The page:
Becoming a Better and Stronger Accountant in 2018by
As 2018 approaches, let us consider how to be even better in the new year. One of the widely observed traits that successful professionals possess is resilience, which entails adapting behaviors to meet challenges. Resilience is more, however, than simply enduring and overcoming an ordeal — it means having the ability to come back even stronger than before.
Completing big projects at work or overcoming a long-term personal struggle requires resilience demonstrated through patience, alertness and steadfastness. These behaviors set the stage for adaptation and action.
Fundamental to Flourishing
Is resilience fundamental to dealing with upheaval in our professional or personal lives? Yes, those who have resilience flourish!
What do such people do? Resilient people establish a balance. They believe they'll succeed, and they learn to sharpen their focus on the task at hand, stay loose, and roll with the punches. They maintain order and self-awareness, even if primarily to avoid becoming overwhelmed and confused.
While resilient individuals are as vulnerable to the anxieties of change as anyone else, they're able to read others, regain balance quickly, stay physically and emotionally healthy, and remain productive when confronted by unsettling or gloomy situations.
If you find your life running in a repetitive manner, take a break and try something new or out of the ordinary. In one of his monthly "power talks," author and motivational speaker Tony Robbins years back once explained why it's important for you to constantly get new references in your life.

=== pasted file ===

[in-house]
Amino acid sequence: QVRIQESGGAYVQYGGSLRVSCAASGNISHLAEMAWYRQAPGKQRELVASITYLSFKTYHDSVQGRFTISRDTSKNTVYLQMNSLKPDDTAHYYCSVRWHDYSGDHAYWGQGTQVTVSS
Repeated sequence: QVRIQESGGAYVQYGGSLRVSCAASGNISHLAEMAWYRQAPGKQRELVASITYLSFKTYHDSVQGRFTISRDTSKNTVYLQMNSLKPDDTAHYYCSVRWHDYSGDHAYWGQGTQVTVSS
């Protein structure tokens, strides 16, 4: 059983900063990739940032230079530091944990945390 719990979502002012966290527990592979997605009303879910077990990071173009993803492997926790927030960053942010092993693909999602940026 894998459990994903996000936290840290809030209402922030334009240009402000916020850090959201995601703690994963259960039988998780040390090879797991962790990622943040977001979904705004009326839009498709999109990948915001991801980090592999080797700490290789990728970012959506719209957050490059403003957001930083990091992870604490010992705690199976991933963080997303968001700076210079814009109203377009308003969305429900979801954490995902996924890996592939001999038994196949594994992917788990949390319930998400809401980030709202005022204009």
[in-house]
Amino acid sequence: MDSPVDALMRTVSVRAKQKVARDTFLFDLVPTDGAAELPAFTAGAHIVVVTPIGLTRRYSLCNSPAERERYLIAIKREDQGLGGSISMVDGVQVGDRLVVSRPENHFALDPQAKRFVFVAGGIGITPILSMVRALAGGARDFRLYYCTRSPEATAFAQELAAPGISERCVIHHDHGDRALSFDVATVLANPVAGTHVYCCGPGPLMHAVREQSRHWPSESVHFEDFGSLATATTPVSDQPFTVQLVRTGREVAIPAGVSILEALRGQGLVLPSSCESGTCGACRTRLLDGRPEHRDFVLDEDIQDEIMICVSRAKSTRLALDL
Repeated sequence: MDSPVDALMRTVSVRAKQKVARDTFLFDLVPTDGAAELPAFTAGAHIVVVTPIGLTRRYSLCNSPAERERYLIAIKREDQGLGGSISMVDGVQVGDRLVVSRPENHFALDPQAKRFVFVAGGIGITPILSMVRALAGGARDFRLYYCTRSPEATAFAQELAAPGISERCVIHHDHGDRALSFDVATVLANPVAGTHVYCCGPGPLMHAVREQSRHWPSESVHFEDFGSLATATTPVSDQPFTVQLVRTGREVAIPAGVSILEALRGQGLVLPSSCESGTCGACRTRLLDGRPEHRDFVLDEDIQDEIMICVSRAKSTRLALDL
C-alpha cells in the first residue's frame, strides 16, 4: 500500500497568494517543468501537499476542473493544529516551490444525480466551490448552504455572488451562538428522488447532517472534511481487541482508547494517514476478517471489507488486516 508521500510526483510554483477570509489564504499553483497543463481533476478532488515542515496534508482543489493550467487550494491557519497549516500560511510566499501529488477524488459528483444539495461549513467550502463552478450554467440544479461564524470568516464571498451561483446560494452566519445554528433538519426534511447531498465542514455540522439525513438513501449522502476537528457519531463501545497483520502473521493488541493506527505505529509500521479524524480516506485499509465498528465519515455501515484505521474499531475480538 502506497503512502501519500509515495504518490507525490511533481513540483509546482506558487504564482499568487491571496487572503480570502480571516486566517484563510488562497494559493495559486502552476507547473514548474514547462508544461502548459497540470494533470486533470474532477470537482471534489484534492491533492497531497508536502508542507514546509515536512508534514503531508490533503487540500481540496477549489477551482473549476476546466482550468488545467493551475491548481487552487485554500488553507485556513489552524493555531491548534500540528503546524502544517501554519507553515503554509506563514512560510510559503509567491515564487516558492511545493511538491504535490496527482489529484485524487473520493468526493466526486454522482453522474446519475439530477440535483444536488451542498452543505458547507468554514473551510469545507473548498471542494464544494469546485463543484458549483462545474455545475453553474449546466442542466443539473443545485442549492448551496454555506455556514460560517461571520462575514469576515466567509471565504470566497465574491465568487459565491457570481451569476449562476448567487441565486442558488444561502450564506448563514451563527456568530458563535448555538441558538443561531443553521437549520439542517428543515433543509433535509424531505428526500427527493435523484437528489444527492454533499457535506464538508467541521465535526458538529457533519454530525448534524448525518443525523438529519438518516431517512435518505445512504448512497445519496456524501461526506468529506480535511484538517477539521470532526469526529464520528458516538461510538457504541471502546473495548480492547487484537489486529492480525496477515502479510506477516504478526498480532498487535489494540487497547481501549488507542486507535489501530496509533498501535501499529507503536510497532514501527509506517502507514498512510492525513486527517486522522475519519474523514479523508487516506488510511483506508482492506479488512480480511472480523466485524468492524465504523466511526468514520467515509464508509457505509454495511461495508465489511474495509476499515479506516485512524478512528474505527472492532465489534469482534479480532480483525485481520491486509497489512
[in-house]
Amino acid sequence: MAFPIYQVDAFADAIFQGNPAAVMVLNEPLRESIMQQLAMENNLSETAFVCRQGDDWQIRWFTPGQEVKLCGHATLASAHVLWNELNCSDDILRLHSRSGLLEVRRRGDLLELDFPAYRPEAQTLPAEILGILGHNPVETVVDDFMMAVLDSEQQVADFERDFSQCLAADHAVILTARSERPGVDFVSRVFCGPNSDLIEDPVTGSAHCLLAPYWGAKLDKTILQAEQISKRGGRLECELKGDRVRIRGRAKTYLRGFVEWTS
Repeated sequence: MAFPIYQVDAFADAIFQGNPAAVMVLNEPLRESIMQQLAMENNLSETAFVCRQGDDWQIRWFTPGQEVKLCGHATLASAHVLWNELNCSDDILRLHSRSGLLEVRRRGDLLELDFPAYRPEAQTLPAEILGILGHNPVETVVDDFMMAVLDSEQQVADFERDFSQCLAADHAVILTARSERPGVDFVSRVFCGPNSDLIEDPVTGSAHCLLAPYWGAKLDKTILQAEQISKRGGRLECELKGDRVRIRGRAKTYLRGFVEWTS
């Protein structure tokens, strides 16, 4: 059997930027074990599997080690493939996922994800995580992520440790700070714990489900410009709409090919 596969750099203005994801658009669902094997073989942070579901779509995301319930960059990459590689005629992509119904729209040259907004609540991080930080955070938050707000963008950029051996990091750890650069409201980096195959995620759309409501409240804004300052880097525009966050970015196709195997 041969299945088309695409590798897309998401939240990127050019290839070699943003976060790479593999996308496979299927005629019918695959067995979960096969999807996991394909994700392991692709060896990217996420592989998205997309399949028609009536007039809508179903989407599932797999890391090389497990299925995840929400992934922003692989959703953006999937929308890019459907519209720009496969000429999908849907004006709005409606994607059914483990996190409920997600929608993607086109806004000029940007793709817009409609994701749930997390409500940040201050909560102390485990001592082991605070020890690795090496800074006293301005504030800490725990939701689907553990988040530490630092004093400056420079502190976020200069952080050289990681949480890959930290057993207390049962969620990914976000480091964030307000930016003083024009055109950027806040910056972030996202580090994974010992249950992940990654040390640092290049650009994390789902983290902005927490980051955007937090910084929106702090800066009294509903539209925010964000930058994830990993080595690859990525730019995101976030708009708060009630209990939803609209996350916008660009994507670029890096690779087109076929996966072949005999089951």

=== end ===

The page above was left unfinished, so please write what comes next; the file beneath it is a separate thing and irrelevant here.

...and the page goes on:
Robbins noted how people can easily fall into the same routines, travel to work the same way, and believe that the world is exactly the way they see it. He suggested getting what he calls "new references" in your life.
The new references come from engaging in activities such as going to:
- The morgue
- A hospital baby ward
- A fire station
- A fish market by a dock
- A municipal court
- A power plant
- A day care center
- A church revival meeting
- The city jail
- A senior's home
- A circus
- A crack house
- A dairy farm
- The backstage at a play
- A battered spouse shelter
- A soup kitchen
These references give you a different perspective on the world, and ultimately on your own life. All of them represent small steps — I'm not asking you to take a week away from your job, or go hiking in the Himalayas.
What new references will you incorporate in the next week, month, or six months?
The value of periodically abandoning the rat race, or your personal rat race, is that it gives you the opportunity to recharge yourself.
Jeff Davidson, a.k.a. “The Work-life Balance Expert”®, speaks to accounting firms and associations on increasing their work-life balance so they can be more productive and competitive, and still have a life away from work. He is the author of Everyday Project Management, Breathing Space, and Simpler Living. Visit breathingspace.com.